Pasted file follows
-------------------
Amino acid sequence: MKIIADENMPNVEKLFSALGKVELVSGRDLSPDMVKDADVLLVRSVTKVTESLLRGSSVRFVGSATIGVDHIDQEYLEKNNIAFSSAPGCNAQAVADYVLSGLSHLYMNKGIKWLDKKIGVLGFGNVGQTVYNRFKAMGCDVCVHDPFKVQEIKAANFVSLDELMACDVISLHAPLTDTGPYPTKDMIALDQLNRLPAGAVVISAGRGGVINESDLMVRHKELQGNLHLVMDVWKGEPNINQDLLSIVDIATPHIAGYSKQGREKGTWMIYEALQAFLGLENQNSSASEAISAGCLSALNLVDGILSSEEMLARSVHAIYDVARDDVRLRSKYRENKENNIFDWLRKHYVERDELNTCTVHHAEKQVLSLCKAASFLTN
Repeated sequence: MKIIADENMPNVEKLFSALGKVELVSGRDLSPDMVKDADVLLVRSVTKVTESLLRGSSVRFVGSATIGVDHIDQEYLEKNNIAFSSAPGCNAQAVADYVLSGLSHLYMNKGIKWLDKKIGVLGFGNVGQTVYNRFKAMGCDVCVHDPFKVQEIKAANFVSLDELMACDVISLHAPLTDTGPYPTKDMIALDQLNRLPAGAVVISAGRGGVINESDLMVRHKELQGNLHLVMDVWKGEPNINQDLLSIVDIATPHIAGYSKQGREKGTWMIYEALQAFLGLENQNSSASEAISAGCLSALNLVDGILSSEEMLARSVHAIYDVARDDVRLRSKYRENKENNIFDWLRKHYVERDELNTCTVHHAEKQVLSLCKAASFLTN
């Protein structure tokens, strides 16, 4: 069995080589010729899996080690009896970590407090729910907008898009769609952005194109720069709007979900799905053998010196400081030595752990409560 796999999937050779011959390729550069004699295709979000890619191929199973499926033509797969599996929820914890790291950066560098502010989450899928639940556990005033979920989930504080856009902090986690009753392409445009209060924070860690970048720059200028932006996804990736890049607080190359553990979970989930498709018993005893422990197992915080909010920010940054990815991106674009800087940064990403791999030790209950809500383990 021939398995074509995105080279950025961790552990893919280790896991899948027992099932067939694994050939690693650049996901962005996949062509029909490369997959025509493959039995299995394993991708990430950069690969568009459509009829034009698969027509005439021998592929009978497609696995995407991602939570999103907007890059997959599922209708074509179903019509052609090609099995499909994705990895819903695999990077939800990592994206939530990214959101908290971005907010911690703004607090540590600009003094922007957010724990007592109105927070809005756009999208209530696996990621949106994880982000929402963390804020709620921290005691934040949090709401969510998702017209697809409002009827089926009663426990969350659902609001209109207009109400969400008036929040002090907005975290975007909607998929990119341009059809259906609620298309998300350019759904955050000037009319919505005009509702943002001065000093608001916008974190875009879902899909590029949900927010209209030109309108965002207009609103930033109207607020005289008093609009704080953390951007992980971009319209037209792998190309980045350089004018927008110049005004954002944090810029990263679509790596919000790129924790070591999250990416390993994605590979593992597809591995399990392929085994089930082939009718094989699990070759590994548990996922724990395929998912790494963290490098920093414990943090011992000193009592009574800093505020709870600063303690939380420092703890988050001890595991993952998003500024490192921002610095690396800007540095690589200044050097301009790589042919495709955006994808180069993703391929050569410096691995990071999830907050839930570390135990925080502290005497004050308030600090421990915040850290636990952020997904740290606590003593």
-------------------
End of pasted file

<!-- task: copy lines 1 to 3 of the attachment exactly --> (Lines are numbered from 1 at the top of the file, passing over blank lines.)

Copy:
Amino acid sequence: MKIIADENMPNVEKLFSALGKVELVSGRDLSPDMVKDADVLLVRSVTKVTESLLRGSSVRFVGSATIGVDHIDQEYLEKNNIAFSSAPGCNAQAVADYVLSGLSHLYMNKGIKWLDKKIGVLGFGNVGQTVYNRFKAMGCDVCVHDPFKVQEIKAANFVSLDELMACDVISLHAPLTDTGPYPTKDMIALDQLNRLPAGAVVISAGRGGVINESDLMVRHKELQGNLHLVMDVWKGEPNINQDLLSIVDIATPHIAGYSKQGREKGTWMIYEALQAFLGLENQNSSASEAISAGCLSALNLVDGILSSEEMLARSVHAIYDVARDDVRLRSKYRENKENNIFDWLRKHYVERDELNTCTVHHAEKQVLSLCKAASFLTN
Repeated sequence: MKIIADENMPNVEKLFSALGKVELVSGRDLSPDMVKDADVLLVRSVTKVTESLLRGSSVRFVGSATIGVDHIDQEYLEKNNIAFSSAPGCNAQAVADYVLSGLSHLYMNKGIKWLDKKIGVLGFGNVGQTVYNRFKAMGCDVCVHDPFKVQEIKAANFVSLDELMACDVISLHAPLTDTGPYPTKDMIALDQLNRLPAGAVVISAGRGGVINESDLMVRHKELQGNLHLVMDVWKGEPNINQDLLSIVDIATPHIAGYSKQGREKGTWMIYEALQAFLGLENQNSSASEAISAGCLSALNLVDGILSSEEMLARSVHAIYDVARDDVRLRSKYRENKENNIFDWLRKHYVERDELNTCTVHHAEKQVLSLCKAASFLTN
């Protein structure tokens, strides 16, 4: 069995080589010729899996080690009896970590407090729910907008898009769609952005194109720069709007979900799905053998010196400081030595752990409560 796999999937050779011959390729550069004699295709979000890619191929199973499926033509797969599996929820914890790291950066560098502010989450899928639940556990005033979920989930504080856009902090986690009753392409445009209060924070860690970048720059200028932006996804990736890049607080190359553990979970989930498709018993005893422990197992915080909010920010940054990815991106674009800087940064990403791999030790209950809500383990 021939398995074509995105080279950025961790552990893919280790896991899948027992099932067939694994050939690693650049996901962005996949062509029909490369997959025509493959039995299995394993991708990430950069690969568009459509009829034009698969027509005439021998592929009978497609696995995407991602939570999103907007890059997959599922209708074509179903019509052609090609099995499909994705990895819903695999990077939800990592994206939530990214959101908290971005907010911690703004607090540590600009003094922007957010724990007592109105927070809005756009999208209530696996990621949106994880982000929402963390804020709620921290005691934040949090709401969510998702017209697809409002009827089926009663426990969350659902609001209109207009109400969400008036929040002090907005975290975007909607998929990119341009059809259906609620298309998300350019759904955050000037009319919505005009509702943002001065000093608001916008974190875009879902899909590029949900927010209209030109309108965002207009609103930033109207607020005289008093609009704080953390951007992980971009319209037209792998190309980045350089004018927008110049005004954002944090810029990263679509790596919000790129924790070591999250990416390993994605590979593992597809591995399990392929085994089930082939009718094989699990070759590994548990996922724990395929998912790494963290490098920093414990943090011992000193009592009574800093505020709870600063303690939380420092703890988050001890595991993952998003500024490192921002610095690396800007540095690589200044050097301009790589042919495709955006994808180069993703391929050569410096691995990071999830907050839930570390135990925080502290005497004050308030600090421990915040850290636990952020997904740290606590003593």